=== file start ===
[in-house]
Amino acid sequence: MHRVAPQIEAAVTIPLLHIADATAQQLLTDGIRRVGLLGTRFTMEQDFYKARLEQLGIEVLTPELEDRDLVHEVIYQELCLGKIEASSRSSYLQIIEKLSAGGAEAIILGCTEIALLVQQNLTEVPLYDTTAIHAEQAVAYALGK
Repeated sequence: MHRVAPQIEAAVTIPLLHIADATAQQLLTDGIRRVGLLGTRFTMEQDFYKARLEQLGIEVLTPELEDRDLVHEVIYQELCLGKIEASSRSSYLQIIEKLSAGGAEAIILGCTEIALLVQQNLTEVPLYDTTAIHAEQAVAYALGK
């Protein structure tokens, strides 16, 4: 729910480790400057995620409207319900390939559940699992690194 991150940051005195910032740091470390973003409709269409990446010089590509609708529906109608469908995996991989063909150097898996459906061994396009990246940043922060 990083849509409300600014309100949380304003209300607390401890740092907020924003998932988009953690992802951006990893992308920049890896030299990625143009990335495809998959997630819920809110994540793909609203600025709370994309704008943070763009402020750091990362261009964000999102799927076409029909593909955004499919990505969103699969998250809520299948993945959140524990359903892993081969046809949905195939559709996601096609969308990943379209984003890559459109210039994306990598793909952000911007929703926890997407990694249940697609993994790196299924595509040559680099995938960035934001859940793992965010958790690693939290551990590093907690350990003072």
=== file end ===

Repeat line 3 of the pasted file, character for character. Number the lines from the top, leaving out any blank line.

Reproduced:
Repeated sequence: MHRVAPQIEAAVTIPLLHIADATAQQLLTDGIRRVGLLGTRFTMEQDFYKARLEQLGIEVLTPELEDRDLVHEVIYQELCLGKIEASSRSSYLQIIEKLSAGGAEAIILGCTEIALLVQQNLTEVPLYDTTAIHAEQAVAYALGK